Recipe: Spinach-mushroom-pancetta frittata for breakfast, lunch or dinner
An 8-inch cast-iron skillet is ideal for making this spinach-mushroom-pancetta frittata.
Frittatas – Italy’s answer to the omelet – can be cooked on top of the stove or baked in the oven. I prefer to do a little of both – starting the frittata on a burner, then finishing it at 375 degrees for a golden brown finish.
That means using an ovenproof pan that can take the heat either way. An 8-inch cast-iron skillet is ideal.
Pancetta adds an earthy saltiness to the mushrooms and spinach in this anytime frittata, which can be an entree for breakfast, lunch or dinner. (Chopped bacon or ham can be substituted for the pancetta, or skip the meat altogether. Make sure the chopped bacon is cooked through before adding the egg mixture.)
I grow my spinach in pots so I can move it out of the scorching sun in summer. But heat-resistant New Zealand spinach will work in this recipe, too.
Serves 2 to 4
2 tablespoons butter
1 cup mushrooms, sliced
¼ cup onion, chopped
½ cup pancetta, diced
2 cups spinach
5 large eggs
½ cup heavy cream
¼ teaspoon hot red pepper sauce
1 cup cheddar cheese, shredded
Preheat oven to 375 degrees F.
In an 8-inch ovenproof skillet over medium heat, melt butter. Saute mushrooms and onions until onions are soft. Stir in pancetta; saute until edges start to brown. Stir in spinach, one handful at a time, until wilted.
In a large bowl, beat eggs. Add cream and hot sauce. Fold in cheddar cheese.
Carefully pour egg-cream mixture into the pan over the spinach-mushroom-pancetta mixture. With the handle of a wooden spoon, gently swirl contents of the pan so the filling ingredients mix with the eggs.
Transfer the pan to a 375-degree oven and bake for 25 to 30 minutes or until the top is golden brown and a thin-bladed knife inserted near the center comes out clean.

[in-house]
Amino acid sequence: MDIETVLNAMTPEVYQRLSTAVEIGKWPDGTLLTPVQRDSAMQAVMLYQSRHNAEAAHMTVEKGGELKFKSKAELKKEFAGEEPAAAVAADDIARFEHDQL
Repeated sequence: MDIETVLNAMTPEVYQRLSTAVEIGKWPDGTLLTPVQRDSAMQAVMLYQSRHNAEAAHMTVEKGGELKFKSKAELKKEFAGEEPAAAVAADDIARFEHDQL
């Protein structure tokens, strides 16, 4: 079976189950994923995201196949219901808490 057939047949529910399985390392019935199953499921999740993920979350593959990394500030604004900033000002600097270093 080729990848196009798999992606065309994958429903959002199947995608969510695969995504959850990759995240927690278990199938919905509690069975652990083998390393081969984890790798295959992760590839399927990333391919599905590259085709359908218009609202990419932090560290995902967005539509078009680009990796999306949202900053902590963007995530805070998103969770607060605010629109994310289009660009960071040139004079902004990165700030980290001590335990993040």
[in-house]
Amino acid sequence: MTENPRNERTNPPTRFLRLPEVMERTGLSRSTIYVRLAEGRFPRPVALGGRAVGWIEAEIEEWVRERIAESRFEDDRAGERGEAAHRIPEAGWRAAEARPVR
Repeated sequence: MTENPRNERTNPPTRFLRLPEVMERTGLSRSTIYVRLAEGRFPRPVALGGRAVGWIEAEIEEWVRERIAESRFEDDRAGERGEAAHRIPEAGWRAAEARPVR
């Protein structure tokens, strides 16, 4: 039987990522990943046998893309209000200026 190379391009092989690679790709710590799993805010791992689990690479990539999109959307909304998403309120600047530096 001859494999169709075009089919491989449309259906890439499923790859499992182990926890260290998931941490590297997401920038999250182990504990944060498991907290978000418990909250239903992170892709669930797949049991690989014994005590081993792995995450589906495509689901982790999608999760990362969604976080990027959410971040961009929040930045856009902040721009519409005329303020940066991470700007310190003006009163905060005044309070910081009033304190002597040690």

Remove from oven and let rest 5 minutes before serving.
Serve warm or at room temperature.
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For week of Sept. 24:
This week our weather will be just right for fall gardening. What are you waiting for?
* Now is the time to plant for fall. The warm soil will get these veggies off to a fast start.
* Keep harvesting tomatoes, peppers, squash, melons and eggplant. Tomatoes may ripen faster off the vine and sitting on the kitchen counter.
* Compost annuals and vegetable crops that have finished producing.
* Cultivate and add compost to the soil to replenish its nutrients for fall and winter vegetables and flowers.
* Fertilize deciduous fruit trees.
* Plant onions, lettuce, peas, radishes, turnips, beets, carrots, bok choy, spinach and potatoes directly into the vegetable beds.
* Transplant cabbage, broccoli, kale, Brussels sprouts and cauliflower as well as lettuce seedlings.
* Sow seeds of California poppies, clarkia and African daisies.
* Transplant cool-weather annuals such as pansies, violas, fairy primroses, calendulas, stocks and snapdragons.
* Divide and replant bulbs, rhizomes and perennials. That includes bearded iris; if they haven’t bloomed in three years, it’s time to dig them up and divide their rhizomes.
* Dig up and divide daylilies as they complete their bloom cycle.
* Divide and transplant peonies that have become overcrowded. Replant with “eyes” about an inch below the soil surface.
* Late September is ideal for sowing a new lawn or re-seeding bare spots.
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